The Art of Pitch Decks

Research has shown the pitch deck market is growing both more saturated and more competitive each year. In fact, venture capitalists (VCs) spent 24% less time viewing pitch decks in 2022 than they did in 2021. On average, you have less than 3 minutes to hook a potential investor or client. Which means it is more crucial than ever that you know how to develop a great pitch deck. Dropbox DocSend says, “Creating a pitch deck is both an art and a science.”

In our next two blogs we are breaking down both the art and science of pitch decks. Today we’ll cover the story arch and the compelling visuals that make up the art of pitch decks.

The Story Arch

Sure, VCs are concerned with the bottom line, ROIs, and scalability. But underneath all of that, they also want to be part of something that matters. So a pitch deck can’t be all stats. It has to have a story arch. Your slide deck has to take potential investors and clients on a discernable journey.

MasterClass says, “A list of facts and metrics will have less impact than a narrative approach. Entrepreneurs should provide stories about their companies that investors will find relatable, such as how customers use their products or services to improve their lives.” If you can couch your stats within a larger narrative, you’re on your way to a winning pitch deck. Slidebean provides this helpful reminder: “Investors are no different from other people…They love hearing a good story that is told with strong words…Painting a mental picture of how a specific customer will benefit or has already benefited from the new product or service packs a wallop.”

But how do you do that?

Most stories take on familiar shapes or patterns. Most of them involve some kind of problem and solution. AirBnB’s first pitch deck is somewhat of a legend in the pitch deck world, and it offers a great example for a compelling story arch.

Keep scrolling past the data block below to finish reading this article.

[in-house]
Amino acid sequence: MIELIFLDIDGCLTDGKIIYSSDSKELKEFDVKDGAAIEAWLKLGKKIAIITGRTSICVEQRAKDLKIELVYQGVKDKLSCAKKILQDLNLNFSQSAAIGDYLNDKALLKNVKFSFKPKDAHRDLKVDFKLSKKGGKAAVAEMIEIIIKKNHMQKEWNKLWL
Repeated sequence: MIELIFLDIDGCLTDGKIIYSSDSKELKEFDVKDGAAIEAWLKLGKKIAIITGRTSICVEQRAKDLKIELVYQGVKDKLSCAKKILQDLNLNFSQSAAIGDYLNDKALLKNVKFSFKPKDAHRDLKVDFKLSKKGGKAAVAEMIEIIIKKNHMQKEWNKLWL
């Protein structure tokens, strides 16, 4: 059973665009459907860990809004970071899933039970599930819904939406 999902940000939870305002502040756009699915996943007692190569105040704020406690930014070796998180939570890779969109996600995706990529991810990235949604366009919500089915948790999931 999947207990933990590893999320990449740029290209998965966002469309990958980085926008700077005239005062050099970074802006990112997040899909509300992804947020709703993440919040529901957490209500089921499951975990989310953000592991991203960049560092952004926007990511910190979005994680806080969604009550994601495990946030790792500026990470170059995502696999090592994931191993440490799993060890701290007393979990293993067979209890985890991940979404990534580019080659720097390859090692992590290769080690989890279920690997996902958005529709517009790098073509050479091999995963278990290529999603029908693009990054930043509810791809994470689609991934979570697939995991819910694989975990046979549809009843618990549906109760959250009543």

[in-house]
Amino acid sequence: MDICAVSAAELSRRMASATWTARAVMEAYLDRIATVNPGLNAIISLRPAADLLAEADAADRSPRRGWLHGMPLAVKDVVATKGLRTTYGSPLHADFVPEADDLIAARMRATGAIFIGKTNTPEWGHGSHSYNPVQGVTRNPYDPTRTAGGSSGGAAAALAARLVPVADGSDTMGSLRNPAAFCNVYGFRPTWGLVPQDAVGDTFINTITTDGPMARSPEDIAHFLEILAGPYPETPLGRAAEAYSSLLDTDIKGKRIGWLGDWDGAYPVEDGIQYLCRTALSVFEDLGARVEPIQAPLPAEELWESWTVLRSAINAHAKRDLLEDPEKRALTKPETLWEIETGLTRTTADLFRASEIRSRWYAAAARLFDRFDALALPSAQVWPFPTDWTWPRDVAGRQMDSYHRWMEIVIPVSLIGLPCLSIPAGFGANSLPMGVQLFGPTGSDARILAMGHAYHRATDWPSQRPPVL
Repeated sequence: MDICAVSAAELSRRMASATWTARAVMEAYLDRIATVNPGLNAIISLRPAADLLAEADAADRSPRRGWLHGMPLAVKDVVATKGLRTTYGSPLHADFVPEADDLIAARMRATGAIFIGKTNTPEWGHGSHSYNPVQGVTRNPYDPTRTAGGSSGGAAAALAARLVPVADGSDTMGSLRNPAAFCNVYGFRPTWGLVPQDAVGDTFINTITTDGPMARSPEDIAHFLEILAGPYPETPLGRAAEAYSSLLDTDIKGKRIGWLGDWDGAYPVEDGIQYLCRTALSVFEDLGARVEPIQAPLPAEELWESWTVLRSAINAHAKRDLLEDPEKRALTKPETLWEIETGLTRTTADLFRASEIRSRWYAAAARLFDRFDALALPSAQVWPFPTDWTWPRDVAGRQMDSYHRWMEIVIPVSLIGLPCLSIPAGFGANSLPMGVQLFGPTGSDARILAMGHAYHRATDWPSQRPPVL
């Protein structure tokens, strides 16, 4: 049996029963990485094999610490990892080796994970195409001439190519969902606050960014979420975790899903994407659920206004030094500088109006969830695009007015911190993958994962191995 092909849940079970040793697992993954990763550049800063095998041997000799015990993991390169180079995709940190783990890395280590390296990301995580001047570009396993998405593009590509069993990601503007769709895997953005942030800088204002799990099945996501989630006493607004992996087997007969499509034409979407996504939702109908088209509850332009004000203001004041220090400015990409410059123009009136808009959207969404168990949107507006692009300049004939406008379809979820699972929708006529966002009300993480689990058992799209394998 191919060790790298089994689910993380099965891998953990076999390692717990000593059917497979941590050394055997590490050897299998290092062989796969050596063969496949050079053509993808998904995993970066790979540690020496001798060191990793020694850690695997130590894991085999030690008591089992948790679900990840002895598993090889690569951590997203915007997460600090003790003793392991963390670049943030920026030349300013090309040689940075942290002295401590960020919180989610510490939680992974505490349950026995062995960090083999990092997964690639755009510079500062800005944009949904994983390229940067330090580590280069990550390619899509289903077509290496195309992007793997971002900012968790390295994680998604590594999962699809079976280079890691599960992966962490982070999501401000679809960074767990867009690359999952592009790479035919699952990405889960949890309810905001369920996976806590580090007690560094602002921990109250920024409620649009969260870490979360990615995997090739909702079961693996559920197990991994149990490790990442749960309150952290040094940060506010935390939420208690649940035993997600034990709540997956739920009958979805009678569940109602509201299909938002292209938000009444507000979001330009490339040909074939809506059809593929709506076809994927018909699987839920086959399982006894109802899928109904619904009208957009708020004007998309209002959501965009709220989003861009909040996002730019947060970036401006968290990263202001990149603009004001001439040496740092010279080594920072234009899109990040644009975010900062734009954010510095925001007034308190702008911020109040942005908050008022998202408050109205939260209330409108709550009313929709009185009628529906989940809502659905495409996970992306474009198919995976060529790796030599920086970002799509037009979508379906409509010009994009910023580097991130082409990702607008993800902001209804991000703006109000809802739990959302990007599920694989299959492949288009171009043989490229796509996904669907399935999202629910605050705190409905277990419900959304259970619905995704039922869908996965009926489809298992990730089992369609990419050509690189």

The first slide (shown below) sets the story up with a clear, concise purpose line: “book rooms with locals, rather than hotels.” It’s crucial here that your potential investor understands your story from the very first slide. AirBnB did it in 7 words. Can you?

Next, the problem is clearly identified.

This slide creates tension and the need for a solution, which comes on the 3rd slide.

Notice that AirBnB (whose pitch deck raised $600K in the first round of fundraising) doesn’t mention any stats or numbers on the first three slides. They aren’t using stats to hook their investors; they are using stories. They eventually get to the stats in the later slides, but they are still couched within the story of this problem that AirBnB is seeking to solve. And the story continues right up until the big ask on the last slide, at which point the potential investors and clients are invited to join the story.

Compelling Visuals

Another part of the art of pitch decks is compelling visuals. You can have the best stats and strategies in the world, but if you can’t make them attractive, it won’t matter. Data visualization expert Hans Rosling is a TED legend. His TED Talk “The Best Stats You’ve Ever Seen” has over 15 million views. In that talk, he says, “I know that having the data is not enough. I have to show it in ways people both enjoy and understand.”

One of the things AirBnB does well is to simplify the presentation of their stats. Their slide deck isn’t crowded with complicated numbers and charts. They use very simple and compelling visuals to continue to tell their story, as shown below.

Here’s the thing some pitch decks developers miss the mark on. They think compelling visuals means adding lots of graphic elements and bells and whistles. And in their well-intentioned effort to make their slide deck beautiful, they make it confusing. Check out more pitch decks from companies like Facebook, Square, and Mint to see how they used simple but compelling visuals. Aim to emulate the pros: uncluttered slides, high contrast, simple numbers, attractive layouts.

The recent increase in market saturation for pitch decks doesn’t have to be scary. It just means that you have to create pitch decks with compelling stories and visuals: you have to know the art. Join us on our next blog when we talk about the science of pitch decks and share more VC viewing trends.

In the meantime, let us know if we can help design your next big pitch deck. We’ve mastered both the art and science of presentations, and we’d love to collaborate with you.

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